Welcome to The Kansas City Star’s Morning Rush, where we get you ready for the day ahead.
Here’s what you need to know:
Toni Anderson was ‘hammered’
Toni Anderson, who drowned in the Missouri River in January, is seen on newly released surveillance video at a North Kansas City QuikTrip. It was the last time she was seen alive. Her mother said the video shows her daugter was obviously “hammered” and shouldn’t have been allowed to drive, Ian Cummings and Robert Cronkleton report. A police officer had stopped Anderson that night and questioned her about drinking and driving on the wrong side of the road.
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Three-alarm fire at furniture store
Billowing smoke from a three-alarm fire near Crown Center was seen as far away as Olathe and Kansas City International Airport. The fire destroyed the Friday’s Only Furniture Outlet, 2915 Southwest Blvd. At one point, firefighters established a collapse zone of 150 feet around the building. No injuries were initially reported.
House approves new abortion regulations
The Missouri House approved strict new regulations on abortion providers Tuesday, Jason Hancock reports. The bill, among other things, repeals a St. Louis ordinance that bans employers and landlords from discriminating against women who have had an abortion, use contraceptives or are pregnant.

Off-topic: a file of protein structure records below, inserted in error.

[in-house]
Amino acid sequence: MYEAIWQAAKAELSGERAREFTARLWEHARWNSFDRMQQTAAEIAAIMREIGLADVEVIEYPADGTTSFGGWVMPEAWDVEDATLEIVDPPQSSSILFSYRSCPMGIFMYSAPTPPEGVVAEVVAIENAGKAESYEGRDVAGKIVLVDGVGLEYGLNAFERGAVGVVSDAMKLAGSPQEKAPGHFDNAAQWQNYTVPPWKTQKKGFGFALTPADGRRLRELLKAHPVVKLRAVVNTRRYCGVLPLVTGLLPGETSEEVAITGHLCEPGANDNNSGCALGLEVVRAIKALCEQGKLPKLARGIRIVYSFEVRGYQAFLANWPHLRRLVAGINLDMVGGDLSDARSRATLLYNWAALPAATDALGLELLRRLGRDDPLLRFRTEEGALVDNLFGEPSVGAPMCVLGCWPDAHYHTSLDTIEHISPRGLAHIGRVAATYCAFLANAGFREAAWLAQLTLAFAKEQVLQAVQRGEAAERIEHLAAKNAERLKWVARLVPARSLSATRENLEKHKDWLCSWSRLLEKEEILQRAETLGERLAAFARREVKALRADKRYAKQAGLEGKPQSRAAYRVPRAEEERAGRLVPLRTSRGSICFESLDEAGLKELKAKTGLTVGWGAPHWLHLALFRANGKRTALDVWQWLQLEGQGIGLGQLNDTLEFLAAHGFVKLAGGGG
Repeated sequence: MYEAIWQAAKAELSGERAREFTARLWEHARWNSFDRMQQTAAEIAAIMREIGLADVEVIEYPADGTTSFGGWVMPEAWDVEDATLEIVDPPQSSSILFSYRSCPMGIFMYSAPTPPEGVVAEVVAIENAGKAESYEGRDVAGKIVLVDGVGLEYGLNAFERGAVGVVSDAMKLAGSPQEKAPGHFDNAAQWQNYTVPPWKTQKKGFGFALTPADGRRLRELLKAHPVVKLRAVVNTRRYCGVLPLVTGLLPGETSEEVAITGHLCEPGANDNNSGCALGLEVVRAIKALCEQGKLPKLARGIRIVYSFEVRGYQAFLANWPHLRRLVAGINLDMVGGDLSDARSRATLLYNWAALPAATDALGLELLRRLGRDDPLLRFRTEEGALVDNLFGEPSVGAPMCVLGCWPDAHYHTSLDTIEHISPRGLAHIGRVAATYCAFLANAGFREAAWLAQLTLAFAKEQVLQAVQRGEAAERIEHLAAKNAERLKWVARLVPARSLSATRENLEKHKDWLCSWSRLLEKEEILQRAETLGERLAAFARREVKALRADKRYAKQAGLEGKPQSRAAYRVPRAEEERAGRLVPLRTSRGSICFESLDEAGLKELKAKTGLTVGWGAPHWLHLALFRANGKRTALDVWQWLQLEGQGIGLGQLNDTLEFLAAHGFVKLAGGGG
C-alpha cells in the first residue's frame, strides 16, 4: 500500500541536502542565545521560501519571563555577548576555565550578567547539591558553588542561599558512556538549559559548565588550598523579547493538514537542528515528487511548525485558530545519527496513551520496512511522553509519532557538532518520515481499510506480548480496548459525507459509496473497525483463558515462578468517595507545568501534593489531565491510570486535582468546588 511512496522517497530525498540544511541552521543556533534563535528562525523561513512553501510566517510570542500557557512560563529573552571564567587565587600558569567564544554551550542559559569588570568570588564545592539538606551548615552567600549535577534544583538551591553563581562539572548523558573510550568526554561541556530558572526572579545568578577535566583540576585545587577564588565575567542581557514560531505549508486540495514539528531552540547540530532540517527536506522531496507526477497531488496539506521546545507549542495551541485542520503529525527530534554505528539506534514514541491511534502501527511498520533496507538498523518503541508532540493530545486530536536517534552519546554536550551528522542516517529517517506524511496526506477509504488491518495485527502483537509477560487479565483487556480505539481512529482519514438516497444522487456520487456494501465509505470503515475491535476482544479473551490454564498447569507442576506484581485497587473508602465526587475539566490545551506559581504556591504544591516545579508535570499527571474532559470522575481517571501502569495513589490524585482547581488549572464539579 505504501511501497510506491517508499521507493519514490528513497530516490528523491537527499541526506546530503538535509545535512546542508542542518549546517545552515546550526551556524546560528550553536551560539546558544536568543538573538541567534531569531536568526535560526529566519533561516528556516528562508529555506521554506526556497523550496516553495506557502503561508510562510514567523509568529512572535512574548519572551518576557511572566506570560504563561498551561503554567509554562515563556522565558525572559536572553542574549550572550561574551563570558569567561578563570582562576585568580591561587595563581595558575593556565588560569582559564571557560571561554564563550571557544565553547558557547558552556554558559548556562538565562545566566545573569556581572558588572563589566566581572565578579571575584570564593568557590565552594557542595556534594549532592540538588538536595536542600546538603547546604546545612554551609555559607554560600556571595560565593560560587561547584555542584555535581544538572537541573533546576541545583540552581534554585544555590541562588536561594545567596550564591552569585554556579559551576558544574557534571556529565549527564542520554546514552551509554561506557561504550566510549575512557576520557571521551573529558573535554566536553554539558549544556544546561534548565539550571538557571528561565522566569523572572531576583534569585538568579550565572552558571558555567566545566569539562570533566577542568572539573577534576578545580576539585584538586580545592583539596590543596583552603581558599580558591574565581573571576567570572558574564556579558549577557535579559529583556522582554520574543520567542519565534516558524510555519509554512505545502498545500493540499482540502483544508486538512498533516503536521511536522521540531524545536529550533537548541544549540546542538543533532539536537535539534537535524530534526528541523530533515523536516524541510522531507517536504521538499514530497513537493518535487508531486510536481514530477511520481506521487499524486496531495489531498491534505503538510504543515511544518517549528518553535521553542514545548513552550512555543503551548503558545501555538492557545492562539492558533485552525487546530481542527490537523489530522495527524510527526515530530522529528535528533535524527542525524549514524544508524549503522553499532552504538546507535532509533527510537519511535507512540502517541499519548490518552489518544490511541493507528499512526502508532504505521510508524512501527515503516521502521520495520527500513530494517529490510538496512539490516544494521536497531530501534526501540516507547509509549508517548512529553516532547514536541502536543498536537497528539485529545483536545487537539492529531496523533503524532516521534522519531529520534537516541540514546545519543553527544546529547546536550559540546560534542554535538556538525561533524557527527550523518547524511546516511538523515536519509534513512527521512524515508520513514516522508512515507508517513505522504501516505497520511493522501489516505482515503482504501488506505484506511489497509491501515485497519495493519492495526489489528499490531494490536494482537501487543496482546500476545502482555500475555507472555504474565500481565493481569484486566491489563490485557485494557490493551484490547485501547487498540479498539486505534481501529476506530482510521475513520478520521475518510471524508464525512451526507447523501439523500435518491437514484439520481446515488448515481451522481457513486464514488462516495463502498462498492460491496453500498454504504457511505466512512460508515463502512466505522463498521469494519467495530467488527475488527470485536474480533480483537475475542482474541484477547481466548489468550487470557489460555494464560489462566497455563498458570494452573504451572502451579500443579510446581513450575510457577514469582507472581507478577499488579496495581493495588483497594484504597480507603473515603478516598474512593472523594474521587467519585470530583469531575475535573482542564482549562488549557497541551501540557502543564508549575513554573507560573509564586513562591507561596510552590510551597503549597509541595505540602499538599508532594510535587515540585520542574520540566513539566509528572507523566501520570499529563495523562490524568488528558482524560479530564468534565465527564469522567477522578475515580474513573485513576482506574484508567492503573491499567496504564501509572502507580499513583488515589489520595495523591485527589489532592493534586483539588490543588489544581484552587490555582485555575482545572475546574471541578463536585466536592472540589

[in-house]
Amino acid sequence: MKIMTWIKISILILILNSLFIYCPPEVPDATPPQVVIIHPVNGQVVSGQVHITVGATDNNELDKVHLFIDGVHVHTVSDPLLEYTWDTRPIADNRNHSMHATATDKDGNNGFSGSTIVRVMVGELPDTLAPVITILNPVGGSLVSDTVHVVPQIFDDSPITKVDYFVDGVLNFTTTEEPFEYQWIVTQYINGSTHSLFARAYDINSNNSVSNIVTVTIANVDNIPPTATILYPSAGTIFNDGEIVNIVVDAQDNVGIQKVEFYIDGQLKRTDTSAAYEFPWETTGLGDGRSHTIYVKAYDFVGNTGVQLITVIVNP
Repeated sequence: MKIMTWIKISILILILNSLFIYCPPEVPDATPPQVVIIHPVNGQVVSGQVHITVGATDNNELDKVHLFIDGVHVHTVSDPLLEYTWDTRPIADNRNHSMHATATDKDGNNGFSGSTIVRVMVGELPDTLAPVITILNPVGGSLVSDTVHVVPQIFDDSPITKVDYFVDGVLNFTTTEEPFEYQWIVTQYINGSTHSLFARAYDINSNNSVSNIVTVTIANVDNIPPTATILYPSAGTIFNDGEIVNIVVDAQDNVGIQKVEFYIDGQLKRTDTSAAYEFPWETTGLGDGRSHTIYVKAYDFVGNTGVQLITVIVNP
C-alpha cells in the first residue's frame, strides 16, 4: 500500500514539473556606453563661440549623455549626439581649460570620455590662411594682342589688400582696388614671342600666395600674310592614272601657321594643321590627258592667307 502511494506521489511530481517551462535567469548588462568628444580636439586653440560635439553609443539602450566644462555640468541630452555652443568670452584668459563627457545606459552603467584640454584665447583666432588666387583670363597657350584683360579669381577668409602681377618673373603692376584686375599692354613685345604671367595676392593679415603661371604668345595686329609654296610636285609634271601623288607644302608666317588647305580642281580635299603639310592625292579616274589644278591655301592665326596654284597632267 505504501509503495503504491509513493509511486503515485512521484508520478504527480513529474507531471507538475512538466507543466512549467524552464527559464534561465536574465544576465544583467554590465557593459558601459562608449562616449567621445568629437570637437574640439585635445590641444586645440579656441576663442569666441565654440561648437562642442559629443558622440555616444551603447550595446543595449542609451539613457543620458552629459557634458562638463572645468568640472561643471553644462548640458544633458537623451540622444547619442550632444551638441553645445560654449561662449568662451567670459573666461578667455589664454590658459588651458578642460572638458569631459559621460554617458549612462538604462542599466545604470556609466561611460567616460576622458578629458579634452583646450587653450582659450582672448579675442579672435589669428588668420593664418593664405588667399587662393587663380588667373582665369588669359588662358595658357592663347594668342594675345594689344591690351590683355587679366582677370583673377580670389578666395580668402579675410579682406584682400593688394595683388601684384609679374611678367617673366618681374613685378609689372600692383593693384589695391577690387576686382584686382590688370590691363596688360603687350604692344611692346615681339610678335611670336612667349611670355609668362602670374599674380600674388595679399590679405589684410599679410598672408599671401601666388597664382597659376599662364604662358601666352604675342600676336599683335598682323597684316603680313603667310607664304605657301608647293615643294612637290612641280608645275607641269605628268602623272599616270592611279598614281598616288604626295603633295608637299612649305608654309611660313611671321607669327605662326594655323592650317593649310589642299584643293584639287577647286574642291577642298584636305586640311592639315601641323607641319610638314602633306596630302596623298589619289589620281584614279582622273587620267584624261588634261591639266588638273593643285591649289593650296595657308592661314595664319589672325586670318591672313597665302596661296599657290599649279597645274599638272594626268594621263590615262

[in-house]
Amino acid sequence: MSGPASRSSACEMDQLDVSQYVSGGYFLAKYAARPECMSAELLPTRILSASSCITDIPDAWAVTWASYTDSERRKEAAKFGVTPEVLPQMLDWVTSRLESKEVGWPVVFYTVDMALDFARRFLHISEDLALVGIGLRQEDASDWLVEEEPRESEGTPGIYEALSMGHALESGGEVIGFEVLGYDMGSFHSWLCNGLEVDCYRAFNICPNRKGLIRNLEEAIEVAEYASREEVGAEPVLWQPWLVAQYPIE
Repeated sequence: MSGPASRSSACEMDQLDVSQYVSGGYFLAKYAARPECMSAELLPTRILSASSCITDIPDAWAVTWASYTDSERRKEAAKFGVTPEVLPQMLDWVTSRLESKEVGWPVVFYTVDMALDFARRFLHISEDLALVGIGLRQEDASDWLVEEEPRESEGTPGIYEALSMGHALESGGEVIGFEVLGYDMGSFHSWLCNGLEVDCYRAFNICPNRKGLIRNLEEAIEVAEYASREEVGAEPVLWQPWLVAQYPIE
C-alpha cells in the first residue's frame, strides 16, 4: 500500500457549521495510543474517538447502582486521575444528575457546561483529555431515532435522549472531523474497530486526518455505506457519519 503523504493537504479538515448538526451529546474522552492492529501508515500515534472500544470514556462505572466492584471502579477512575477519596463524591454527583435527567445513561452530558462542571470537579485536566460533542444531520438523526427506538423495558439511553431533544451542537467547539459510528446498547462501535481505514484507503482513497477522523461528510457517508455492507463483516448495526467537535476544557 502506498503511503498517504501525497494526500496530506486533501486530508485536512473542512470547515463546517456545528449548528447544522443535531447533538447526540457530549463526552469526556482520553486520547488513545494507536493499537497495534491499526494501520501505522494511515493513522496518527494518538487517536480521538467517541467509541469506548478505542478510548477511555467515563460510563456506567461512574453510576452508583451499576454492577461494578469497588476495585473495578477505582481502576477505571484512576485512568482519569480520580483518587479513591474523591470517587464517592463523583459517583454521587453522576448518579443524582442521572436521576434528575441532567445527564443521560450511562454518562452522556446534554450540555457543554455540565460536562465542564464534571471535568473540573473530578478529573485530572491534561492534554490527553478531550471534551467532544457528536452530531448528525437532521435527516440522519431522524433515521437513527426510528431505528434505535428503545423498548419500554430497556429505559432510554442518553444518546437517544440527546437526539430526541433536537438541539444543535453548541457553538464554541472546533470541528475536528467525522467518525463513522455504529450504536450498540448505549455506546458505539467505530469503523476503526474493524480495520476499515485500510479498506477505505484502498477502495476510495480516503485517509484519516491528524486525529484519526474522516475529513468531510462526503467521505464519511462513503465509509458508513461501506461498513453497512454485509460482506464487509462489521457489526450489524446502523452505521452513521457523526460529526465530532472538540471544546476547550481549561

Fight against Missouri’s opioid abuse
The Star’s editorial board writes that a new lawsuit filed by Missouri Attorney General Josh Hawley is an important tool for the state in its fight against opioid abuse. Hawley sued three pharmaceutical companies — Perdue Pharma, Endo Pharmaceuticals and Janssen Pharmaceuticals — in state court Wednesday in St. Louis, alleging the firms contributed to the overuse of pain-killing medicines such as OxyContin and Percocet by promoting them to doctors and patients despite knowing they were addictive.
Hawley said these companies were chosen because his office is “confident about the evidence we have about their fraud” and because they make up “the lion’s share” of the opioid market, Bryan Lowry reports.
Golden parachutes in Sprint, T-Mobile merger
Senior executives at Sprint and T-Mobile won’t be left in the cold if the two companies successfully negotiate a merger, Mark Davis reports. They could receive more than $350 million in golden parachutes — post-merger paydays that includes $130.87 million in cash, stock and benefits for Sprint CEO Marcelo Claure.